Starting antiepileptic medication after a first unprovoked seizure

While 10% of the population will have a single seizure in their lifetime, the challenge is determining for which patients the risk and repercussions of recurrent seizure are great enough to warrant starting antiepileptic therapy. Although immediate treatment after a first unprovoked seizure may decrease seizure risk over the next few years, there is no evidence that early treatment improves longer-term prognosis.

Furthermore, such treatment comes at the expense of side effects and once antiepileptic medication is initiated there is reluctance to withdraw it. Therefore, current practice uses a treatment threshold of about 60% risk of recurrence over 10 years, based on the recurrence risk following two seizures defined by Hauser et al.. This threshold can be reached after one seizure with the presence of certain features: epileptiform EEG, abnormality on brain imaging, prior brain insult, and/or nocturnal onset, viewed in recent AAN guidelines by Krumholz et al.2

However, weighing an individual patient’s health status and lifestyle is also important. To that end, Bao et al. constructed a Markov model to compare immediate vs. delayed antiepileptic treatment following a first unprovoked seizure for three patients of differing seizure recurrence risks and quality of life ramifications3. Interestingly, this model demonstrated a slight benefit in treating a first unprovoked seizure patient with good health and no classic risk factors (immediate treatment 19.40 quality adjusted life years vs. delayed treatment 18.95 QALYs). The authors suggest a threshold recurrence rate of 38% over 10 years may be more appropriate for antiepileptic drug administration- a rate not dissimilar from the estimated recurrence rate of 21-45% over 2 years for all-comers with a first unprovoked seizure2.

Though intriguing, the utility of a slight gain in QALYs is difficult to appraise. This is particularly true as these QALYs estimates have a large range of plausible values. It would also be helpful to consider the monetary costs associated with immediate vs. delayed treatment to better explore the value of shifting practice towards earlier therapy. Antiepileptic medications can be exceedingly costly, up to several hundred dollars per month, and duration of treatment is commonly a lifetime. Furthermore, the appropriate threshold for AED treatment is unlikely the same for every patient; therefore, shared decision making is likely better than a one size fits all approach.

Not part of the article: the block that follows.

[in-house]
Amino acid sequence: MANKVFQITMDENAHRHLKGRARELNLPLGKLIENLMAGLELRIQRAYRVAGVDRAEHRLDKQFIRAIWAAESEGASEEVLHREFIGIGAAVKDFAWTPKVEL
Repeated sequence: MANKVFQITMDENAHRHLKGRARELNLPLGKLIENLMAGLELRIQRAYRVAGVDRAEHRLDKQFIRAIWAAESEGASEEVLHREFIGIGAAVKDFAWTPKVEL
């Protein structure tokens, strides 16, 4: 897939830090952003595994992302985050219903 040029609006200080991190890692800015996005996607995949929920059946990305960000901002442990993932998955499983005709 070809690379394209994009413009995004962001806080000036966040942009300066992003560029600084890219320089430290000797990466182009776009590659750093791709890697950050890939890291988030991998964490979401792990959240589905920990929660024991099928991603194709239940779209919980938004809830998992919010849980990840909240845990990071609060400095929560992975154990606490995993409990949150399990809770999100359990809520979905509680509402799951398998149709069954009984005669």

This study does highlight the great need for more sophisticated risk stratification for an individual epilepsy patient. Our estimates of recurrence and treatment risks should be informed by specific details: a named brain lesion and/or epileptiform pattern, the efficacy and side effect profile associated with a particular medication, and perhaps more clinical details such as seizure semiology. With growth of informatics capabilities, hopefully we can soon provide more tailored advice and personalized treatment to patients presenting with a first seizure.

  1. W. Allen Hauser, Stephen S. Rich, Ju R.-J. Lee. Risk of Recurrent Seizures after Two Unprovoked Seizures. NEJM 1998;338:429-434
  2. Allan Krumholz, Samuel Wiebe, Gary S. Gronseth. Evidence-based guideline: Management of an unprovoked first seizure in adults Report of the Guideline Development Subcommittee of the American Academy of Neurology and the American Epilepsy Society. Neurology 2015;84:1705-1713
  3. Erik L. Bao, Ling-Ya Chao, Peiyun Ni. Antiepileptic drug treatment after an unprovoked first seizure A decision analysis. Neurology Epub 2018 Sept 12


Chloe Hill

Chloe Hill

Chloe E. Hill, MD, MPH, Assistant Professor, University of Michigan, Michigan Medicine, Brighton Center for Specialty Care

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